The Middle East is roiling, as usual. The war in Syria (remember that?) carries on with daily casualties and additional fleeing refugees, but it may be winding down due to ISIS losing its foothold in Syria and Iraq. Great news? Hardly.
Russia will remain ensconced on the eastern Mediterranean coast, with a warm water port and arch-villain Bashar Assad as its puppet. Hezbollah troops, loyal proxies of the Iranians, will be situated in Syria (borders yet to be set) as well as Lebanon, further threatening Israel. Iran will likely have achieved its “Shiite Crescent,” stretching all the way from the Persian Gulf to the Mediterranean, a major achievement. The Kurds, the best possible allies in the region for Israel, may be denied a state, or even autonomy, due to realpolitik practiced by Turkey and Iran. Obviously, not a promising situation.
Outside of the region, the big news is North Korean dictator Kim Jong Un’s threat to fire missiles at the US territory of Guam, home to American citizens, a large military base, and thousands of soldiers. Is this the “end of the world,” or could some good come of it?
The problems mentioned above can all be laid at the feet of previous American administrations, Republican and Democrat. Russia was a failing “gas station” whose clout had waned in the Middle East, but the US let Vladimir Putin back in. Bashar Assad foolishly, but fortunately for Israel, rejected Israel’s American-inspired overtures to sign a peace treaty which included the return of the Golan Heights to Syria. (Things could always be worse.) Iran could have been stopped in its tracks by increased sanctions instead of being thrown a life rope with nuclear capability assured down the line. The Kurds could have been supported with the heavy armaments that were needed to defeat both Assad and ISIS. But none of these steps were taken.
Now, Kim Jong Un is testing the strength of the US in the Far East, gambling that America will, once again, choose hot air (more negotiating) over the use of its awesome power – as it has repeatedly done. What’s different this time is that there’s a neophyte in the White House, Donald Trump, who isn’t bound by the niceties or rules of Western diplomacy. What Trump knows, is that if yet another North Korean dictator threatens the US and has the means to back up the threat, it’s not a taunt that can be fixed by more rounds of meetings, which have always ended in an agreement that North Korea has no intention of honoring. In that sense, North Korea is very similar to its close ally, Iran, which has played the same card.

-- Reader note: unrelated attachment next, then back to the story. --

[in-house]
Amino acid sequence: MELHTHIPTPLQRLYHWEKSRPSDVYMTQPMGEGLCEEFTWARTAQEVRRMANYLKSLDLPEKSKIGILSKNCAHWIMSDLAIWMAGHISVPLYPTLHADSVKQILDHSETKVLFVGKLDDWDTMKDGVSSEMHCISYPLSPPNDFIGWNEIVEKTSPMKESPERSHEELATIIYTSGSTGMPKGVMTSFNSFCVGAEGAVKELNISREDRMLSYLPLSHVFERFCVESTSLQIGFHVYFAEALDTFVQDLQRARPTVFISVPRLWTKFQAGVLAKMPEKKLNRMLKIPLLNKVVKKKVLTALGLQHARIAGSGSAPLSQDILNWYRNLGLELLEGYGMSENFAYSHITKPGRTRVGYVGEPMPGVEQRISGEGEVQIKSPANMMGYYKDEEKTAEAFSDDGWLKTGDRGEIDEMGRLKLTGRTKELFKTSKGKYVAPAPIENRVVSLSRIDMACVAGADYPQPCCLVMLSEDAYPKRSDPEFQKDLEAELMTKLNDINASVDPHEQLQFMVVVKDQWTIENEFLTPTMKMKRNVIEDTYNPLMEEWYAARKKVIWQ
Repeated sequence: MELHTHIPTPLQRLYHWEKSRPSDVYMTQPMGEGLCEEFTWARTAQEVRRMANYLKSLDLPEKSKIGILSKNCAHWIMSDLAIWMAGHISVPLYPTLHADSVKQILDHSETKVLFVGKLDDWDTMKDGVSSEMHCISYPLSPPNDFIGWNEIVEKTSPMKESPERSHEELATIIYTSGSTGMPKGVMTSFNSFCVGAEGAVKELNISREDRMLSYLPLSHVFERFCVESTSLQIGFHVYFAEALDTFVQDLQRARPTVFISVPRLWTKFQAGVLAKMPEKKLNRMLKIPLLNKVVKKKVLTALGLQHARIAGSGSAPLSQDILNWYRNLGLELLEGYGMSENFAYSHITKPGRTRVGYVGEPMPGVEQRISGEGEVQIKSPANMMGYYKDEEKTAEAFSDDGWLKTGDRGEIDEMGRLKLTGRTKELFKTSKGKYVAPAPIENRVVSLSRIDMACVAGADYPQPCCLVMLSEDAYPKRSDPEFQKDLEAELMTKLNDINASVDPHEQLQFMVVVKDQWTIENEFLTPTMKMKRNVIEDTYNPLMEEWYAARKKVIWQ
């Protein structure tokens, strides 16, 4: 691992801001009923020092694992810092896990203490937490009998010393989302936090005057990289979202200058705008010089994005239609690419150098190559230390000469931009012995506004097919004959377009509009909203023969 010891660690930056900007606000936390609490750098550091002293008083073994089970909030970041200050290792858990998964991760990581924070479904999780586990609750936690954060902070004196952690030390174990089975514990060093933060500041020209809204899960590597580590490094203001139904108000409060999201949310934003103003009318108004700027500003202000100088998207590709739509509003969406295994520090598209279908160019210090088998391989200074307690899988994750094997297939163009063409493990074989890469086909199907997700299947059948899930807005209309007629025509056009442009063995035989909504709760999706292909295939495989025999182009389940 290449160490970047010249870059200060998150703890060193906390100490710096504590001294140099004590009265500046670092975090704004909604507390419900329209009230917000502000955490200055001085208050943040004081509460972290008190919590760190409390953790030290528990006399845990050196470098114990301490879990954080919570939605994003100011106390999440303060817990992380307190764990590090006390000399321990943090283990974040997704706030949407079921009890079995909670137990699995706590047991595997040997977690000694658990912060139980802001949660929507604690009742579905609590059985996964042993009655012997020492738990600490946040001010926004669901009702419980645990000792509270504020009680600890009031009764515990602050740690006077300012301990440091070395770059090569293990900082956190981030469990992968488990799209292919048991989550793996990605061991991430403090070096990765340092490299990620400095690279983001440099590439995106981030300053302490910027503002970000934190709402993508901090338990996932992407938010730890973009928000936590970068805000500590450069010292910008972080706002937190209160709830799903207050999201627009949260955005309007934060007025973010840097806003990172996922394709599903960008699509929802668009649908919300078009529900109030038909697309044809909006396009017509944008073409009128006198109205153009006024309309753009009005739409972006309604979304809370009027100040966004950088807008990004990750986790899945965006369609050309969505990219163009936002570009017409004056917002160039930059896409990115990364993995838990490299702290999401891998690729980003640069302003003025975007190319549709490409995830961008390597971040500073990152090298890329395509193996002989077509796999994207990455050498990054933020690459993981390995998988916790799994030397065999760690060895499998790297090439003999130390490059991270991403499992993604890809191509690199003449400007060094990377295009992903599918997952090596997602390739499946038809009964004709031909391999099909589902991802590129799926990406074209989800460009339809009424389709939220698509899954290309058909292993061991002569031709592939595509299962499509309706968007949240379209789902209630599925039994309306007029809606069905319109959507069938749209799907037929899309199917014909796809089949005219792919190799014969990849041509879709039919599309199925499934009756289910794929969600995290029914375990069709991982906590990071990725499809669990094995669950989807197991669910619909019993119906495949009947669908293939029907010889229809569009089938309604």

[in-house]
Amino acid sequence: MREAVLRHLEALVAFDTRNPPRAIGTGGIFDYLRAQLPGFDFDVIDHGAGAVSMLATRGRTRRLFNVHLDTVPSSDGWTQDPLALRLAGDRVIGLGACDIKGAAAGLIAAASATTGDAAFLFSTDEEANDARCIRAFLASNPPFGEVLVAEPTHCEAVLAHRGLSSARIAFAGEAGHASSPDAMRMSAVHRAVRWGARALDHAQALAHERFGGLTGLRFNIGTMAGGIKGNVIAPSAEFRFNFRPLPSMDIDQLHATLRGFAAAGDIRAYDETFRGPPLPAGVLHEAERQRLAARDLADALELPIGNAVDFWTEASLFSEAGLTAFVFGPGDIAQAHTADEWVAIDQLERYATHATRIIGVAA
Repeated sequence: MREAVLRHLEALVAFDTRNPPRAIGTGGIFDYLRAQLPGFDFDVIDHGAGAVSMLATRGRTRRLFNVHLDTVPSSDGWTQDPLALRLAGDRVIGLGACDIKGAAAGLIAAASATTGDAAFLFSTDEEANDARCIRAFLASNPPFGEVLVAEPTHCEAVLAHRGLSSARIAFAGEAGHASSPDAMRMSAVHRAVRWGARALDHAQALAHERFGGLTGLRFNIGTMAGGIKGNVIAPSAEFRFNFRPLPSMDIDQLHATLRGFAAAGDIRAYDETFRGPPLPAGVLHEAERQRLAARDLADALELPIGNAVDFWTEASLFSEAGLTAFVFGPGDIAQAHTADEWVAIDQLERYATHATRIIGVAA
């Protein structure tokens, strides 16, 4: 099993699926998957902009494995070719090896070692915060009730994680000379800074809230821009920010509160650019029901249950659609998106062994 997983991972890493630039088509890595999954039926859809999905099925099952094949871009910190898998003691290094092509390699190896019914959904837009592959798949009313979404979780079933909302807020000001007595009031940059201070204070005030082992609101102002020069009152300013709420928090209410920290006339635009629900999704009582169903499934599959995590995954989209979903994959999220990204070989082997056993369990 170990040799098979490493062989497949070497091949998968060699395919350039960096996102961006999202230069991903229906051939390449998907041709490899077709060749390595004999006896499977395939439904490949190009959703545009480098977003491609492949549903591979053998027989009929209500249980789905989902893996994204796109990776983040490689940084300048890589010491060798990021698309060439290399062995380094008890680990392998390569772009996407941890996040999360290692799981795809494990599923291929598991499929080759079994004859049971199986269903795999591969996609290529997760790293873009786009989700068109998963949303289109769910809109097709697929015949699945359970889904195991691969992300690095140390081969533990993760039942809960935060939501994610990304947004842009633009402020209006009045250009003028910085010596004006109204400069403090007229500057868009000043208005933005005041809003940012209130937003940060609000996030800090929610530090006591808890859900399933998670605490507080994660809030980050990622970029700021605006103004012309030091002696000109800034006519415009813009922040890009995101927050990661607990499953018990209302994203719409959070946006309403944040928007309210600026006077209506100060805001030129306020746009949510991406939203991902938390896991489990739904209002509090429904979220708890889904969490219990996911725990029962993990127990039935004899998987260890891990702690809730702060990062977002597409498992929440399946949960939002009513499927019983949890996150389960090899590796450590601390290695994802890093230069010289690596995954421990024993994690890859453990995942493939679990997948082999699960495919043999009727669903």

Many American politicians want to somehow blame President Trump for this tense standoff, which is ridiculous. Kim Jong Un doesn’t need the excuse of bellicose language from the American president (in reply to North Korea’s uncalled-for threats of war) to take action. Kim Jong Un is warmongering for one of two reasons: he believes that the US will “jaw, jaw, jaw,” until it ultimately accedes to the rogue state; or, he mistakenly thinks that he can fire weapons at American territory with no drastic response. My guess is that both of these reasons are mistaken.
In reality, North Korea is a pimple that the US can burst by hardly lifting a finger. After all, the rogue state may have a nuke or two, but America is the most heavily armed, and defended, nation that the world has ever seen. (Israel may be the best-defended state.) It could annihilate North Korea before breakfast while helping South Korea to deflect the expected North Korean counterattack. China and Japan would likely back the US in the defense of North Korea because they too have security interests at stake.
It’s a happy circumstance that Israel, for a change, isn’t being blamed for any of this. Guam’s distant location and North Korea’s apparent disinterest in the Middle East precludes any possible excuse to point the finger at Israel’s “treatment” of the Palestinian Arabs or the “settlements.” But Israel does have a dog in this fight.
If the US stands tough against its pygmy opponent and squashes Kim Jong Un and his supporters, it will be a potent, unforgettable sign to Iran that the same fate could await it if Iran were to attempt a nuclear, or even non-nuclear, attack on American territory (the Big Satan) or Israel (the Little Satan), both Iran’s sworn enemies.
Dore Gold is the former Israeli Ambassador to the UN and was Prime Minister Netanyahu’s Director-General of the Israeli Ministry of Foreign Affairs. He is the current president of the influential Jerusalem Center for Public Affairs. Gold says, “If Iran sees that the US stood strong against North Korea, and North Korea blinked first, then the Iranians will have to think twice about escalating their own challenges to Washington in the future.”
Former American presidents failed to confront North Korea. Perhaps President Trump will act before it’s too late and North Korea becomes a bona fide atomic-armed power, if not a hydrogen one.
A resurgent US can take advantage of this opportunity to disgrace the tin-pot dictator of North Korea while warning off the perhaps more potent adversary, Iran. At the same time, China and Russia will be quick to notice that the reticent, weak American government has been replaced by a resurgent America ready to resume its status as the most powerful nation in the world. Two birds, or even more, will have been hit with one stone.